A Brief History of Stapeley


Stapeley is located at SJ675496 in Cheshire, England. It lies 2 1/4 miles to the south east of Nantwich. It comprises of 1249 acres within the ecclesiastical parish of Wybunbury.

The name has evolved from Steple via Stepeleg and Stapeleigh, to Stapeley.

It is thought to mean either 'a wood or clearing at a post', or 'a wood where posts can be got'

Origins and early history (10th-16th Century)

England was divided into administrative units called 'shires' which were then subdivided into areas known as 'hundreds' between 959 and 975 during the reign of Edgar (944-75). The first reference to Chester-shire (later shortened to Cheshire), is in the Anglo- Saxon chronicle entry for 980.

A Norman army under William the Conqueror reached Cheshire during the winter of 1069-70. William granted the Earldom of Cheshire to one of his knights, Hugh of Avranches some time before 1077.

Hugh granted the barony of 'The Wich Malbank' hundred (later known as the Nantwich hundred) to William Malbedeng (Malbank).

The first reference to Stapeley as part of this barony is in the Domesday Book of 1086.

'The same William holds STEPLE. Eluric and Dot held it for 2 manors, and were free men.'

STEPLE is described as: 'paying tax of 1/2 hide. Land for 2 ploughs. 1 plough there with 2 ploughmen, One villager and one small holder. There is an acre and a half of meadow. A wood half a league long and as wide. In King Edward's time before 1066 it was worth 10 shillings, now 6 shillings.'

William Malbank's grandson, also called William, was the last of the family's male line. When he died sometime between 1160 and 1170 the barony of Wich containing Steple was divided between his three daughters, and held by the Vernons and Audleys.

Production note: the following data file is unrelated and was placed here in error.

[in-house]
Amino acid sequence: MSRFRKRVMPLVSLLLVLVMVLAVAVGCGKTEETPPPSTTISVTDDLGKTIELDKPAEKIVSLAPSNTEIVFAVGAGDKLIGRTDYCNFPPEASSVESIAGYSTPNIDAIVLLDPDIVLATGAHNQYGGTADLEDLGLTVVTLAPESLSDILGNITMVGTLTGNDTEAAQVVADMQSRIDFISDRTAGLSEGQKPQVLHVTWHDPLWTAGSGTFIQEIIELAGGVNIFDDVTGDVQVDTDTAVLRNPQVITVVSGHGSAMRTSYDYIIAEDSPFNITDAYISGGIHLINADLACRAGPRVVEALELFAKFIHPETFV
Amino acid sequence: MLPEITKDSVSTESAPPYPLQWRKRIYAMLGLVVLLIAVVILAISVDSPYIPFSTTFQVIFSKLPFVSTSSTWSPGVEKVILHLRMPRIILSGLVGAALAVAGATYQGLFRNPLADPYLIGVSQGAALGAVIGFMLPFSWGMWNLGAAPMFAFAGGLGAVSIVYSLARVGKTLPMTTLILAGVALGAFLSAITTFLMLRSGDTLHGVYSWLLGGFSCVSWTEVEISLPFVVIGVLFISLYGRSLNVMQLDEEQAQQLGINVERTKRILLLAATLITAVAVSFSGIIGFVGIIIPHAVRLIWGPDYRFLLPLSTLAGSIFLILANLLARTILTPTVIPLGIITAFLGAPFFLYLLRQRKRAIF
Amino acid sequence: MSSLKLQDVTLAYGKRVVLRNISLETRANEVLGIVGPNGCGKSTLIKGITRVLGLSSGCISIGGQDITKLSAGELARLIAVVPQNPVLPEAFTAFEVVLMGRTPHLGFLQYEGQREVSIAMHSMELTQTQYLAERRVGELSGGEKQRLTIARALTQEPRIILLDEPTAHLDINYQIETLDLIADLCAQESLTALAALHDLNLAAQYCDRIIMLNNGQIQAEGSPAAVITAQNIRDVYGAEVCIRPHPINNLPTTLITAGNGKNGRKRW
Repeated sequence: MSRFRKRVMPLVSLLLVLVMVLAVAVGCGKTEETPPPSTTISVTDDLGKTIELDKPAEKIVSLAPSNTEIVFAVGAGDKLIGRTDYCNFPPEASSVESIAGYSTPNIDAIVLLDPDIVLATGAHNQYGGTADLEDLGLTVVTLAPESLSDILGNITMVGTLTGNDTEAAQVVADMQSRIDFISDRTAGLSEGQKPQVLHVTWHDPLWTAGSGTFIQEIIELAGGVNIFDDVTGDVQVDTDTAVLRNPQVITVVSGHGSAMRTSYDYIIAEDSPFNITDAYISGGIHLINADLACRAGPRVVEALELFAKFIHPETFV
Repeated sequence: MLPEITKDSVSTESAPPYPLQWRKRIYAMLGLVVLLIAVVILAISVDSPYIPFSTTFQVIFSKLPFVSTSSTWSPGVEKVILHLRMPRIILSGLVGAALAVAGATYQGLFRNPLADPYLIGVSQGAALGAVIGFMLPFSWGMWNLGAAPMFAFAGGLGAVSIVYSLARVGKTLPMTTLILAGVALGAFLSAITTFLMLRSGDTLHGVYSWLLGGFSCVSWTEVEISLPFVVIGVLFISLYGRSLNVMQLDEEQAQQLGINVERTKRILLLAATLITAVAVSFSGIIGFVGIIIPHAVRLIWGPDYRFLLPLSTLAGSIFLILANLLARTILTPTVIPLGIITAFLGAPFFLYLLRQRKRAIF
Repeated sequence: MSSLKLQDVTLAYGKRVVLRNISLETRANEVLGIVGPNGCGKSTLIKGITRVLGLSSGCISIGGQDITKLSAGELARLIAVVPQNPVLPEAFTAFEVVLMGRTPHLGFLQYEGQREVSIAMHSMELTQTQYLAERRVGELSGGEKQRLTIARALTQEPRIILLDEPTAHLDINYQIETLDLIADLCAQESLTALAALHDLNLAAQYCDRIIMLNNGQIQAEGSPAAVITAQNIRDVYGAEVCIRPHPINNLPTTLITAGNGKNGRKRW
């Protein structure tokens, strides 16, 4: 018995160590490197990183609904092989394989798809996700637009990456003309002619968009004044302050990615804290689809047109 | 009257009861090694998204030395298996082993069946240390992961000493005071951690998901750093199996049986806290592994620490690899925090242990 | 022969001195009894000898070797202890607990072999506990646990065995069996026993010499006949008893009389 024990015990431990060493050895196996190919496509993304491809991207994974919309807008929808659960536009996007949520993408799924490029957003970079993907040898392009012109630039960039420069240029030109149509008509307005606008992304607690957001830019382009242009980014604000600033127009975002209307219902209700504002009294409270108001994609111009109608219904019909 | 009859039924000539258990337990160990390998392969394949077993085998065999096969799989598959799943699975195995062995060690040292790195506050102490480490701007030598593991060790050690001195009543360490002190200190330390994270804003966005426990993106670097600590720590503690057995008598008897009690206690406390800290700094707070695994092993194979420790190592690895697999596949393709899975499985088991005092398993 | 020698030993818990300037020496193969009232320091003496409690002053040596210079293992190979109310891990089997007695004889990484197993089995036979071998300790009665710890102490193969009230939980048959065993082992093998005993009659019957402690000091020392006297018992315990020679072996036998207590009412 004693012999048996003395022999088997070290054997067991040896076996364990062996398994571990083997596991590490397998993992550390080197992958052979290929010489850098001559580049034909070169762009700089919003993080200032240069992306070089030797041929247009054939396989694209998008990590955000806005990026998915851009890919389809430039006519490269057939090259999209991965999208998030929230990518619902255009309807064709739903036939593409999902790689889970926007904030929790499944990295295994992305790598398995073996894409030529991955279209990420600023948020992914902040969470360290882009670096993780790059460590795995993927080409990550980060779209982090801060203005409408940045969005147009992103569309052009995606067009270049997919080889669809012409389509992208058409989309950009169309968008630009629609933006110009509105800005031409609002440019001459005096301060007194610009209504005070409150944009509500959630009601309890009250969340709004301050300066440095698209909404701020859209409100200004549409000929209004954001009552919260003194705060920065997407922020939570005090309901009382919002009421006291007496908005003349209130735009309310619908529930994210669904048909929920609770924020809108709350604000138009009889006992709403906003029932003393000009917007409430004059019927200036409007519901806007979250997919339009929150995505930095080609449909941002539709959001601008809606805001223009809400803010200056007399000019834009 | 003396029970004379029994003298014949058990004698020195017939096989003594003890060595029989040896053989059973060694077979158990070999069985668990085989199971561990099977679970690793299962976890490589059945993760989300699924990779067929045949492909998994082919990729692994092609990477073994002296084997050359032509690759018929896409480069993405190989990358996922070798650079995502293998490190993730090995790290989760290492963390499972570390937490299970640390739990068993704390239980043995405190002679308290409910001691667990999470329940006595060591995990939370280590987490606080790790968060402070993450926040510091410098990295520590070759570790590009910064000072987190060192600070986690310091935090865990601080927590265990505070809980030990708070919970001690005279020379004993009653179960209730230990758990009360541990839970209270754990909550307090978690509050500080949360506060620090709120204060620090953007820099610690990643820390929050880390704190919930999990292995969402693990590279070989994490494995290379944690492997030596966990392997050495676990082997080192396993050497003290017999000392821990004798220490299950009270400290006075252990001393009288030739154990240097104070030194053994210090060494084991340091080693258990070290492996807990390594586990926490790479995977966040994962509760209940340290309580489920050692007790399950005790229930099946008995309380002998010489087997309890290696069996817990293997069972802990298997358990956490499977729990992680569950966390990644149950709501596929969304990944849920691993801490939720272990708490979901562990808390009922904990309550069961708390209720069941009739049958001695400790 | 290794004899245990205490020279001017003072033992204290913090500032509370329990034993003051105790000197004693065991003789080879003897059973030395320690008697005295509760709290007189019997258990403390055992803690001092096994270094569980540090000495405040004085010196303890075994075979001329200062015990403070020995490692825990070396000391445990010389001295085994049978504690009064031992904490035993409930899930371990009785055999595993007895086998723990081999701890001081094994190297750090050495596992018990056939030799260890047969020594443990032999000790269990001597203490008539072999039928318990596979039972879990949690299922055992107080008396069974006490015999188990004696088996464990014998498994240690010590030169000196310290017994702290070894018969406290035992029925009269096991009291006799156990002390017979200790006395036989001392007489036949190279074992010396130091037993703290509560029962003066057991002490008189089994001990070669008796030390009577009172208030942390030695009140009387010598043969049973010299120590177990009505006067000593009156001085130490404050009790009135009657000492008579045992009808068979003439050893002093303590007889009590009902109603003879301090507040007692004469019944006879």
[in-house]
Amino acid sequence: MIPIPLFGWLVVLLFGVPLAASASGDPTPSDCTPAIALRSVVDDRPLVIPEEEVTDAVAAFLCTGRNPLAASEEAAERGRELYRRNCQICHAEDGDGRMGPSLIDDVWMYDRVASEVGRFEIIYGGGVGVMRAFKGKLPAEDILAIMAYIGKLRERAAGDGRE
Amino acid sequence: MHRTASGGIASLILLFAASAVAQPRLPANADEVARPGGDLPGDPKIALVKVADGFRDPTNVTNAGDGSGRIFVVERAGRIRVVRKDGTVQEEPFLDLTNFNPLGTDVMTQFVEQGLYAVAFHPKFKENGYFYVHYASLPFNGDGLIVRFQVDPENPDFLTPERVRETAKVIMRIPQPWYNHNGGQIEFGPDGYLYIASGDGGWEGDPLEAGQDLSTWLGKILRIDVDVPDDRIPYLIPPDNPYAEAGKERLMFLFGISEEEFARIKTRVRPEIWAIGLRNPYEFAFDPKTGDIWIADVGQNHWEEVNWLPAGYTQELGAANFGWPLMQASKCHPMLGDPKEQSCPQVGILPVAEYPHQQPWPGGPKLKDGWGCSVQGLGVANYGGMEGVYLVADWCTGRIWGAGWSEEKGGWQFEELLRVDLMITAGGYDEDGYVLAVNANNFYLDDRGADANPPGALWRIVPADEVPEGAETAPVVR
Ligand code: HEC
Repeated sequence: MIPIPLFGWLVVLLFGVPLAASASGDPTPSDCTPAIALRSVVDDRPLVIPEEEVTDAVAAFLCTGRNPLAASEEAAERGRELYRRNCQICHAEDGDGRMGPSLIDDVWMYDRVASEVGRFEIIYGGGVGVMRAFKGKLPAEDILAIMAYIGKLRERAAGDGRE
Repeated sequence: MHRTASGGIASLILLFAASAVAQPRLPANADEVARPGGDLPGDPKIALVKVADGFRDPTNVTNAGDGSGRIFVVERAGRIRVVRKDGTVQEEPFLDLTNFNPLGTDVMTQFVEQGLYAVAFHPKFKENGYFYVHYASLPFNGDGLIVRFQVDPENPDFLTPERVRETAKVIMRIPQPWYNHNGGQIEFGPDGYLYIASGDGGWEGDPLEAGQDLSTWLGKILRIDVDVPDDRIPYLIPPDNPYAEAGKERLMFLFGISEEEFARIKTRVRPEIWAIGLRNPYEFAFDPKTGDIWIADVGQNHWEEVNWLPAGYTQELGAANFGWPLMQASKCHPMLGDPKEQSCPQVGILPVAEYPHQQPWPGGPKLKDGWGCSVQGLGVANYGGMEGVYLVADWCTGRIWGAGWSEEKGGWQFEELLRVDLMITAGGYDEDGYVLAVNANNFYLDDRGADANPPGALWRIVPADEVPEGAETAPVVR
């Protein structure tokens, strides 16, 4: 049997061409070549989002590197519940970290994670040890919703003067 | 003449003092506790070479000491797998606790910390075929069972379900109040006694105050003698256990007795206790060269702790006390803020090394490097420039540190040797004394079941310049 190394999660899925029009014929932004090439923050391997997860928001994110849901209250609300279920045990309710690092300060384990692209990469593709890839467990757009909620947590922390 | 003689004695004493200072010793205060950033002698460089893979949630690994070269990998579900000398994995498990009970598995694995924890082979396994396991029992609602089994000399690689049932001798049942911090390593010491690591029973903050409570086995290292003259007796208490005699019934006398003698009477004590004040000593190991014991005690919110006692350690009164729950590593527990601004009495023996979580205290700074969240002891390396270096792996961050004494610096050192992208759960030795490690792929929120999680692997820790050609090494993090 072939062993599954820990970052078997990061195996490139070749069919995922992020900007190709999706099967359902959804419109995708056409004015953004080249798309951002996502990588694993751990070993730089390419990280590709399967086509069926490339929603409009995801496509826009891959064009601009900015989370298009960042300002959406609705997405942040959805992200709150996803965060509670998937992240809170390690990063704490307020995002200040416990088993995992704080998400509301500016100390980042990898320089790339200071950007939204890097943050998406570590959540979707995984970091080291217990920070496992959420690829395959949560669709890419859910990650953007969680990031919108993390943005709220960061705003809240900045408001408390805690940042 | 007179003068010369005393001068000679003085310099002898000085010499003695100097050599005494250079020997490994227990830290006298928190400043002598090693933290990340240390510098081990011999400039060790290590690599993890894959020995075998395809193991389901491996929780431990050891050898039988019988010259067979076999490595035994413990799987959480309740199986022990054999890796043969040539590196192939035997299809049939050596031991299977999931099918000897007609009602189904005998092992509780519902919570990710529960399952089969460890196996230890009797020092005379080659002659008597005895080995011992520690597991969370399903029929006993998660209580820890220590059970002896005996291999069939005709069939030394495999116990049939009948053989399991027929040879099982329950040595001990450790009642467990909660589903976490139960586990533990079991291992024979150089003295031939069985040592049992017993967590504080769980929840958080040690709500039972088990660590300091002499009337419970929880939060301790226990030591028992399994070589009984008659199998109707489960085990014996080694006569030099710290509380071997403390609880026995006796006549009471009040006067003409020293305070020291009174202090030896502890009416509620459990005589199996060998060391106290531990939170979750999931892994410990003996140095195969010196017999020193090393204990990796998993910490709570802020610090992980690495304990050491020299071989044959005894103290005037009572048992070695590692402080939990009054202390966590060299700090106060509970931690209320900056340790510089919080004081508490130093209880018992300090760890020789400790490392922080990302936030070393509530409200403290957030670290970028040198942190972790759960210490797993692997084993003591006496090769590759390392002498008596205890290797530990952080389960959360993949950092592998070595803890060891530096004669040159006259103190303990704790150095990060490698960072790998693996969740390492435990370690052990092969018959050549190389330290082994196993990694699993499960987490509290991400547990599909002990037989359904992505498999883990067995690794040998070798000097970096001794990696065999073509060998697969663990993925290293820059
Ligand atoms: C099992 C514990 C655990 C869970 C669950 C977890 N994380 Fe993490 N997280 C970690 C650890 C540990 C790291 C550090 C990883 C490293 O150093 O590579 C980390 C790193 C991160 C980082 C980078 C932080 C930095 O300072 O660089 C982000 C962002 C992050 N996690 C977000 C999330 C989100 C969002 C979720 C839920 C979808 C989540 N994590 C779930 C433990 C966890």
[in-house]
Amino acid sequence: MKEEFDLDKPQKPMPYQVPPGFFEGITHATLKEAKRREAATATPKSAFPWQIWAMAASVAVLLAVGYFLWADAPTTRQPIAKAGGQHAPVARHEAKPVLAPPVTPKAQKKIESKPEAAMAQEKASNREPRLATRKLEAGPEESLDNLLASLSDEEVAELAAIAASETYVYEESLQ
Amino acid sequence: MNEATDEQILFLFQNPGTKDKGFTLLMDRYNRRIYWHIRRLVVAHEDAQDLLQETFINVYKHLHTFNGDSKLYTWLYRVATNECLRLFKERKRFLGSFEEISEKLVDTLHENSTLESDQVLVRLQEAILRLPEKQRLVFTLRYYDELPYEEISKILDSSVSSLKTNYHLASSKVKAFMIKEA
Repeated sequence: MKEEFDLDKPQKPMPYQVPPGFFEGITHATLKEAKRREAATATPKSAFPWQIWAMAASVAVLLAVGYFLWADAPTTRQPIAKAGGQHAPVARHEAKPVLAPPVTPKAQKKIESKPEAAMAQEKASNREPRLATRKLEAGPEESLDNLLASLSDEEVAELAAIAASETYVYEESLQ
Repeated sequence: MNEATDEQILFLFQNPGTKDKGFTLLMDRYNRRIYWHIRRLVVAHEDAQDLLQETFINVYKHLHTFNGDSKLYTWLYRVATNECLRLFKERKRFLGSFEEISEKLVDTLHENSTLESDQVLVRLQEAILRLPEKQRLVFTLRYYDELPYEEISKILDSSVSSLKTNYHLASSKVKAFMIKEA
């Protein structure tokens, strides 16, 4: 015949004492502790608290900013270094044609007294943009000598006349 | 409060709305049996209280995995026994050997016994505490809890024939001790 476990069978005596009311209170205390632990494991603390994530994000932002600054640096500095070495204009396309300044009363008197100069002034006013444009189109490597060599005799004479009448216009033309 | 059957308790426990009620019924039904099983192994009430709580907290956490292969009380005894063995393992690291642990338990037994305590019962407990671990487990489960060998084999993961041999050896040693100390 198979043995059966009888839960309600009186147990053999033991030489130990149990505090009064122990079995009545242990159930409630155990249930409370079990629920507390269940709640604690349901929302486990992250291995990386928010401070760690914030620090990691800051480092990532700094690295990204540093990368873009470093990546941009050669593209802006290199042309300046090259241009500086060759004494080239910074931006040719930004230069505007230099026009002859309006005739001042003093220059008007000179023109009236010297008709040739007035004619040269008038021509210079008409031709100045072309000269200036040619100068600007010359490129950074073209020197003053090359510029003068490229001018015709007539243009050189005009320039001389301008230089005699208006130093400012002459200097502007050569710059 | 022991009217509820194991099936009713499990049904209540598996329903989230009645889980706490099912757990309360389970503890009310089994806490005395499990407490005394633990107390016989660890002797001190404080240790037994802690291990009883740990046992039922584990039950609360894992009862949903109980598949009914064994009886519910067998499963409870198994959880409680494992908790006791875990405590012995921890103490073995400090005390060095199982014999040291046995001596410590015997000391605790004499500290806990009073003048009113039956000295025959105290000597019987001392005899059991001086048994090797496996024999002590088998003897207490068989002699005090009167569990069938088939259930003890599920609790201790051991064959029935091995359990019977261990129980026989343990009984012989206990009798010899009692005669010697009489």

Circa 1228, Richard de Audley granted the whole of the manor of Steple to Peter de Stapeleigh, 'to hold from him and his heirs, by the services of the tenth part of a knight's fee.'

The de Stapeleigh family retained the manor for the next century.

In the reign of Edward the III (1327-1337), the township or manor of STAPELEY was purchased by Richard Rope. His descendants continued ownership until circa 1562, when it is recorded that Lawrence de Rope died possessed of a moiety (part) of the manor, but his granddaughter Cicily, is described as bringing the manor in marriage to her husband Richard Greene of Congleton

The activities of Stapeley during this period are unrecorded, but most certainly were agricultural, together with a small quantity of salt extraction by the digging of a trench and filling it with water, then boiling the water off in shallow pans to retrieve the salt.

Both 'first dig lane' and 'second dig lane' where this activity took place still survive.

17th-19th century

In 1666, the manor is stated to be held by 'the Earl of Ardglass in Ireland, and R Greene esq', to which is added 'R Greene sold it to Milton'.

In 1684, it appears to have passed to John Gouldsmyth of London, barrister at law. He died in 1702, leaving a son and heir and two daughters.

The eldest daughter, Judith, brought it in marriage to a family by the name of Stubbs. On her death in 1760, it was purchased by the Salmon family of Nantwich who held it to the end of the 19th Century